MERRIFIELD - As Minnesota's lawmakers return to the state Capitol to tangle with lobbyists, special interest groups and political opponents, Win Borden is preparing for this spring's garden for his Borden Road Farm Market.
The former three-term state senator and business lobbyist, who now lives in the 1929 farmhouse he was raised in, doesn't miss those days of three-piece suits and high-level legal negotiations.
"Thoroughly enjoyed it," he said. "Never want to repeat it."
Borden said he finds the most meaningful aspects of his life these days include tending a garden that has just about every vegetable, herb and flower that can be grown in Minnesota.
"They grow. They never talk back to me, unlike politics and practice of law."
Former state Sen. Win Borden of the Merrifield area paged through his book, "Ruminations: Memories & Tales of a Furrowed Mind," as he discussed his political and business career and looked forward to another growing season for the Borden Road Farm Market.» Purchase reprints of this photo.
Brainerd Dispatch/Steve Kohls
Borden's full-circle journey has led him to a life that embraces farming, public speaking and writing books - his latest offering being, "Ruminations: Memories & Tales of a Furrowed Mind." The book is a series of short essays concentrating on the simple pleasures of life and reminiscences about his Crow Wing County youth. The book's topics range from chasing fireflies to a dinner with pioneer aviator Charles Lindbergh.
Borden, 64, talked about his book and his varied career on a recent sunny afternoon in his wood-heated farmhouse where Dipstick, his Australian ridgeback dog, ambled around the living room and a cat named Phantom kept his distance.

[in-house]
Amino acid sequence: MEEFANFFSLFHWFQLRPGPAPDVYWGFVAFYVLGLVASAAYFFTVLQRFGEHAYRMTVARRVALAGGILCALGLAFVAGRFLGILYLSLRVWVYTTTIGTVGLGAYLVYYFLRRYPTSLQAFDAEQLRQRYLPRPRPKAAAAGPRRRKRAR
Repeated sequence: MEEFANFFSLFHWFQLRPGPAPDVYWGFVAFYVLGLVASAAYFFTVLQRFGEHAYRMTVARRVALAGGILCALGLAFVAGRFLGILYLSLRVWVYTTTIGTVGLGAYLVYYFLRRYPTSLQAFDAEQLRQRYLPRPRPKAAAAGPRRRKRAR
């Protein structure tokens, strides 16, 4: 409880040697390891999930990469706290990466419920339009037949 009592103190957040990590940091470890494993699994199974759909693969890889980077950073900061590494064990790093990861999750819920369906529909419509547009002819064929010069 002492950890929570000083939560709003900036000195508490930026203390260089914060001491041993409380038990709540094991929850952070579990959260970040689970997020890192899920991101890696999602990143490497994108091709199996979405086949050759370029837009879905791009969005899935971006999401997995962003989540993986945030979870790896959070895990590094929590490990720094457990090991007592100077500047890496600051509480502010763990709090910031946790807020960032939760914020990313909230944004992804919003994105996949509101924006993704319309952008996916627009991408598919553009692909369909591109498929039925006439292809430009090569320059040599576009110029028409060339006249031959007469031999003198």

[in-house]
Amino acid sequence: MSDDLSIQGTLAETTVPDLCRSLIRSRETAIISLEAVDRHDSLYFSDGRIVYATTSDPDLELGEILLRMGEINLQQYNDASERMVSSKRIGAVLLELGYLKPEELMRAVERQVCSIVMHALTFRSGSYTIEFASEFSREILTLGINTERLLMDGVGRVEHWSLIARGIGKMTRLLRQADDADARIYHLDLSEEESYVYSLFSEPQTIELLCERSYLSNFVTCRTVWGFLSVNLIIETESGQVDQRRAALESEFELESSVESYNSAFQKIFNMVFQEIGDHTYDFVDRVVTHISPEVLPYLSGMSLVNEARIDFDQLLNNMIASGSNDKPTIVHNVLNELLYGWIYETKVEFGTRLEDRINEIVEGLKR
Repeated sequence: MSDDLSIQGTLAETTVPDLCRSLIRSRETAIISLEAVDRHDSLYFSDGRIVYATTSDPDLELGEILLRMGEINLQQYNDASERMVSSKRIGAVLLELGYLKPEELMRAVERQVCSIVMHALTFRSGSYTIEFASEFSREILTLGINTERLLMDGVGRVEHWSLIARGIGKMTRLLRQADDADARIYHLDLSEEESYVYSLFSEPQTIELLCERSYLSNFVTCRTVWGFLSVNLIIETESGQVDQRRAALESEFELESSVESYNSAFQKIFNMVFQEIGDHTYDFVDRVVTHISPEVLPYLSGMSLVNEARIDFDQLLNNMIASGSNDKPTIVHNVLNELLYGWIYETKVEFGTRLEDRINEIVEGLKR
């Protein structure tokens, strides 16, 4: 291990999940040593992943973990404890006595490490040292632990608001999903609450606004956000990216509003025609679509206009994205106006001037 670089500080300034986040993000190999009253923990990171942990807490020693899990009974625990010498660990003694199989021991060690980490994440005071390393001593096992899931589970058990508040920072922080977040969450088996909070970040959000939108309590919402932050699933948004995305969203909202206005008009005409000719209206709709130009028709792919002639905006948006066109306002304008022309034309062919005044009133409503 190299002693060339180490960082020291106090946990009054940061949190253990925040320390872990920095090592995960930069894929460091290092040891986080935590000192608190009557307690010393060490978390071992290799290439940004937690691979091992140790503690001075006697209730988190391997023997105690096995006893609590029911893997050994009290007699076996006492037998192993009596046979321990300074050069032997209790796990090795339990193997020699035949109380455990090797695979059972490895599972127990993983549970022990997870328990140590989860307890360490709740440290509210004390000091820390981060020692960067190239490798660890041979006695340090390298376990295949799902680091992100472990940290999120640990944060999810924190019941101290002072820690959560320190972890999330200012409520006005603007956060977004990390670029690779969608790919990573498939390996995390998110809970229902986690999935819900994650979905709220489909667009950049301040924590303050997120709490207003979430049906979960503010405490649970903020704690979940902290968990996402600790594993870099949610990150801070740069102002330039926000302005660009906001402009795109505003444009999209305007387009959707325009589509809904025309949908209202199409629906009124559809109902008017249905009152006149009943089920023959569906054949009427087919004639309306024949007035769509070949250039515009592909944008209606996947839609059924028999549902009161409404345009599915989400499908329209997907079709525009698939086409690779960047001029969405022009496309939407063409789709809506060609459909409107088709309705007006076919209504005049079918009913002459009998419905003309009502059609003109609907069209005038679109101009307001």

"My interests are as wide as the ocean," he said. "My depth of knowledge is as shallow as a mud pool."
"Ruminations," he said was a cross between Farmer's Almanac and Reader's Digest, featuring essays that were short and optimistic.
Win Borden's latest offering, "Ruminations: Memories & Tales of a Furrowed Mind," is a series of short essays concentrating on the simple pleasures of life and reminiscences about his Crow Wing County youth.
The book grew out of a darker time in Borden's life journey - a one-year prison sentence for misdemeanor tax charges. In an editor's note in his book, Pete Holste told how Borden's problems with the Internal Revenue Service were preceded by mental health problems and a pattern of alcohol abuse.
Borden turned to writing while serving time at a minimum security federal prison camp in Yankton, S.D. His grim writings prompted his psychiatrist to suggest he spend at least half of his writing time focused on the positive.
Incarceration gave Borden an insight into injustices against American Indians in the penal system and the incredible waste, which he termed the "economic rape of the taxpayer." The time also gave him an appreciation for the simple pleasures of life, perhaps influencing his decision to connect with his Merrifield area home on Old Mill Road about two years ago, after his release.
"Prison taught me that less is more," Borden said. "Mathematically, that's illogical, but it's true."
Another discovery during his prison term came from the people who told him how he had touched their lives.
"I found out I had more friends than I realized," he said.
While he straightforwardly answered questions about his past troubles, Borden said he doesn't like to stare in the rear-view mirror. He attributed part of his problems to his tendency at that time of his life to focus on professional objectives, ignoring trouble signs that should have been apparent to him.
"It's the journey of life not the destination," he said. "There are good memories. There are tragic failures."
Borden's journey included a stunning upset, at the tender age of 26, against Sen. Gordon Rosenmeier, a Minnesota political icon from Little Falls. He credited a degree of his success in that 1970 election to a Brainerd Dispatch story by Les Sellnow that circulated statewide and garnered considerable attention to Borden's race.
"Nobody thought I could win," he recalled. "I was young, optimistic and probably a trifle arrogant."
Looking back, he said he was sorry that he and his predecessor never established a relationship where he could call Rosenmeier to ask for advice.
"I very much regret that," Borden said. "He made an immense contribution."
Borden won re-election in 1972 (an early election because of reapportionment) and in 1976. When he first took office there were no women in the Minnesota Senate.